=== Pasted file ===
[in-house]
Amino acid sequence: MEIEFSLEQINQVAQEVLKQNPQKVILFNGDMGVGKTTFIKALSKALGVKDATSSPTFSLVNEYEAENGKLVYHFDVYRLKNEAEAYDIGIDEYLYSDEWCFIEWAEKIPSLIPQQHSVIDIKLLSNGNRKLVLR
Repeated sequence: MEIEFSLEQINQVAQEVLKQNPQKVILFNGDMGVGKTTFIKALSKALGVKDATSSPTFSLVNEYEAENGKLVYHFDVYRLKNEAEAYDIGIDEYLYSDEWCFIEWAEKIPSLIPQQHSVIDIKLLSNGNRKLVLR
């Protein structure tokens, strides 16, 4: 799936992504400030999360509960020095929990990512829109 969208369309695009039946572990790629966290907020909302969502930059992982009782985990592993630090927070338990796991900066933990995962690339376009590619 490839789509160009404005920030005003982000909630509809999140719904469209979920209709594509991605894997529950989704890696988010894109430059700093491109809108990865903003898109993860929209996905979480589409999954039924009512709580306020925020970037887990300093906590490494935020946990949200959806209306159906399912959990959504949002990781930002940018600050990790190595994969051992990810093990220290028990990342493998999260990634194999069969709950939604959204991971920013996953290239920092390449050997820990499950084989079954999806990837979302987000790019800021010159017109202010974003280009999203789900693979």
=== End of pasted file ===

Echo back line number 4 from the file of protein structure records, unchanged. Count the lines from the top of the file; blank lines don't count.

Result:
């Protein structure tokens, strides 16, 4: 799936992504400030999360509960020095929990990512829109 969208369309695009039946572990790629966290907020909302969502930059992982009782985990592993630090927070338990796991900066933990995962690339376009590619 490839789509160009404005920030005003982000909630509809999140719904469209979920209709594509991605894997529950989704890696988010894109430059700093491109809108990865903003898109993860929209996905979480589409999954039924009512709580306020925020970037887990300093906590490494935020946990949200959806209306159906399912959990959504949002990781930002940018600050990790190595994969051992990810093990220290028990990342493998999260990634194999069969709950939604959204991971920013996953290239920092390449050997820990499950084989079954999806990837979302987000790019800021010159017109202010974003280009999203789900693979």